Saffron Schafer - Expression through art

Like her grandmother and mother before her, Saffron has always expressed her views through art.  For these women, images are a way of processing their feelings about what is happening in the world. Saffron has a light-filled studio dedicated to celebrating life through the colours and forms that capture her imagination.  That creativity is partly inspired by nature, and she speaks with warmth of family holidays at Fraser Island National Park, floating down the crystal-clear waters of Eli Creek to the sea, wondering what the eels are doing as she floats to the sea. She also recalls drifting past an Azure Kingfisher looking particularly splendid in its orange and blue feathers, entirely at home in its habitat. 

Saffron is energized by such encounters, feeling that they “re-set” something in her being.  She is restored to nature, reconnected to something important and vital, something bigger than herself.  Time becomes not a digital readout, not a midwife’s night shift, but the ebb and flow of tides and the movement of the sun across the sky. She approves of the regulations and precautions that the management of Fraser Island National Park have put in place to protect both humans and animals.

When Saffron and her partner, Hugh, moved into their new house, it butted up against thick, biodiverse natural forest. Very quickly, large swathes of it were cleared to extend the housing development. Not a tree remained, though there was a nature strip that had been left, fortunately very close to their half acre. The sheer violence of the grinding and shredding left Saffron intensely aware of the difficulty of balancing the necessity for human homes with the habitat requirements of displaced, often endangered, creatures.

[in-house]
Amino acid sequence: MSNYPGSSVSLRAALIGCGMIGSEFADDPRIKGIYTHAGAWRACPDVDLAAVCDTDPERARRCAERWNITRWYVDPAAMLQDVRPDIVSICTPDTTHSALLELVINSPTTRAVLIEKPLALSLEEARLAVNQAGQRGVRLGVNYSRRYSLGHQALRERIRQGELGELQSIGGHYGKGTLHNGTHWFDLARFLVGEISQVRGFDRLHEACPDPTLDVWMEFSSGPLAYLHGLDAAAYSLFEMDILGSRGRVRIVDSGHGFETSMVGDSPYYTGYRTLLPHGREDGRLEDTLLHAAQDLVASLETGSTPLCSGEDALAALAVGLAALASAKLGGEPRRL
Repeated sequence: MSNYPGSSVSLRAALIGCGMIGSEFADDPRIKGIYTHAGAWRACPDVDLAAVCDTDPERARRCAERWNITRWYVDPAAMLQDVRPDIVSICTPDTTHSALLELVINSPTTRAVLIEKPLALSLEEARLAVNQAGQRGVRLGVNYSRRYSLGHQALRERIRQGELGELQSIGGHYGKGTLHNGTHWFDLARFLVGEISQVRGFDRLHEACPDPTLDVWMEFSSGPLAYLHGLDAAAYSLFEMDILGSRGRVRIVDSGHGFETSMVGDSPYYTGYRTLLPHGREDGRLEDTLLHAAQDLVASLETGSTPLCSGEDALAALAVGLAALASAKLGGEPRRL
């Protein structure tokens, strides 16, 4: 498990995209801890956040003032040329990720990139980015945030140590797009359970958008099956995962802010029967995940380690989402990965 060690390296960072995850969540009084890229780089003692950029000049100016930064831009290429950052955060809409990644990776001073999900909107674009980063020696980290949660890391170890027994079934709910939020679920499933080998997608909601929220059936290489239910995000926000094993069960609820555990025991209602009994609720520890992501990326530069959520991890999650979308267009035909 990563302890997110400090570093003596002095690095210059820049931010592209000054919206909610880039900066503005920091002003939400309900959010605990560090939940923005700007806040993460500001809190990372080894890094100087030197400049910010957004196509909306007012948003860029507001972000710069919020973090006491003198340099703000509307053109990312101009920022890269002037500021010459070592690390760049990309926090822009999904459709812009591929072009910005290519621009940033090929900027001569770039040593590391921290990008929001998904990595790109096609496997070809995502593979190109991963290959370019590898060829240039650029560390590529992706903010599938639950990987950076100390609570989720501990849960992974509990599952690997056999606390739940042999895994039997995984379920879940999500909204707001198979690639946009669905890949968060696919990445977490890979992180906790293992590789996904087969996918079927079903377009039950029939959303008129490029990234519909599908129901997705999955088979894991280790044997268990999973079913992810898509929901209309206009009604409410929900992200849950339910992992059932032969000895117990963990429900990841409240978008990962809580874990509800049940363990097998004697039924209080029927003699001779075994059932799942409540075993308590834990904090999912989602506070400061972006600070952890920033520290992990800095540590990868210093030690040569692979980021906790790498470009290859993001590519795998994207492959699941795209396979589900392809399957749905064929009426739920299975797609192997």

Saffron now feels strongly that regulation of property developers needs to be more like that found on Fraser Island. People must live somewhere, she says, but the loss of established forests is not well addressed by planting of saplings from the free tree scheme the local council promotes. It is a negative for humans and animals alike. Residential areas need not be so entirely incompatible with the retention of habitat corridors and preservation of larger forest trees. Needless to say, Saffron and Hugh have plans to revegetate and restore a portion of their large block through native plantings that will attract butterflies, as well as help the local Rock Wallabies and Grey Kangaroos that have not quite disappeared.